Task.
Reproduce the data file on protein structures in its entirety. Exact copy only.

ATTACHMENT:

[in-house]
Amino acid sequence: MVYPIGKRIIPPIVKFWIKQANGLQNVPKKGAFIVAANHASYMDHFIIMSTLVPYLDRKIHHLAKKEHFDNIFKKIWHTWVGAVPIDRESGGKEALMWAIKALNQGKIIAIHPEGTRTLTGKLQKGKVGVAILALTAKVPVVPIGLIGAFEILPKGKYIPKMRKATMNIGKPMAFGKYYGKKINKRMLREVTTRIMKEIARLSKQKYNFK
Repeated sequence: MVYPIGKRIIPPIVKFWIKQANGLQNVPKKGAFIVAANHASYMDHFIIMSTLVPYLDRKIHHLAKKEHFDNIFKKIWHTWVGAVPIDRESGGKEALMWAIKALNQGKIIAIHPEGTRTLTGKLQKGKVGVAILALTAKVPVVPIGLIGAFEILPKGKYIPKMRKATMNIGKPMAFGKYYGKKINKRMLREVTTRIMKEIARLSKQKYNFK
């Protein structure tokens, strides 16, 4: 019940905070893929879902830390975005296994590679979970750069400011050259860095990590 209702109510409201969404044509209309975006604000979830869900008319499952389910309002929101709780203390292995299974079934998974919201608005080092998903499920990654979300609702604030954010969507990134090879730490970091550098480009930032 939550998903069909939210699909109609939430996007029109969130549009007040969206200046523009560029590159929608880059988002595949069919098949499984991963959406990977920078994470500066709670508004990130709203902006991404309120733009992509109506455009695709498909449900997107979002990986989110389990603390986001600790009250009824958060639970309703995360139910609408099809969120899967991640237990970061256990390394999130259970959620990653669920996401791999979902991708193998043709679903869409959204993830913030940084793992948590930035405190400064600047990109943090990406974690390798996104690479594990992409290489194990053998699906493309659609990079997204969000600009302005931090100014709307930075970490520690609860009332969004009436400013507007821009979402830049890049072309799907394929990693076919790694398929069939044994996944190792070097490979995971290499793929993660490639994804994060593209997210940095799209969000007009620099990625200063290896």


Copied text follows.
[in-house]
Amino acid sequence: MVYPIGKRIIPPIVKFWIKQANGLQNVPKKGAFIVAANHASYMDHFIIMSTLVPYLDRKIHHLAKKEHFDNIFKKIWHTWVGAVPIDRESGGKEALMWAIKALNQGKIIAIHPEGTRTLTGKLQKGKVGVAILALTAKVPVVPIGLIGAFEILPKGKYIPKMRKATMNIGKPMAFGKYYGKKINKRMLREVTTRIMKEIARLSKQKYNFK
Repeated sequence: MVYPIGKRIIPPIVKFWIKQANGLQNVPKKGAFIVAANHASYMDHFIIMSTLVPYLDRKIHHLAKKEHFDNIFKKIWHTWVGAVPIDRESGGKEALMWAIKALNQGKIIAIHPEGTRTLTGKLQKGKVGVAILALTAKVPVVPIGLIGAFEILPKGKYIPKMRKATMNIGKPMAFGKYYGKKINKRMLREVTTRIMKEIARLSKQKYNFK
């Protein structure tokens, strides 16, 4: 019940905070893929879902830390975005296994590679979970750069400011050259860095990590 209702109510409201969404044509209309975006604000979830869900008319499952389910309002929101709780203390292995299974079934998974919201608005080092998903499920990654979300609702604030954010969507990134090879730490970091550098480009930032 939550998903069909939210699909109609939430996007029109969130549009007040969206200046523009560029590159929608880059988002595949069919098949499984991963959406990977920078994470500066709670508004990130709203902006991404309120733009992509109506455009695709498909449900997107979002990986989110389990603390986001600790009250009824958060639970309703995360139910609408099809969120899967991640237990970061256990390394999130259970959620990653669920996401791999979902991708193998043709679903869409959204993830913030940084793992948590930035405190400064600047990109943090990406974690390798996104690479594990992409290489194990053998699906493309659609990079997204969000600009302005931090100014709307930075970490520690609860009332969004009436400013507007821009979402830049890049072309799907394929990693076919790694398929069939044994996944190792070097490979995971290499793929993660490639994804994060593209997210940095799209969000007009620099990625200063290896």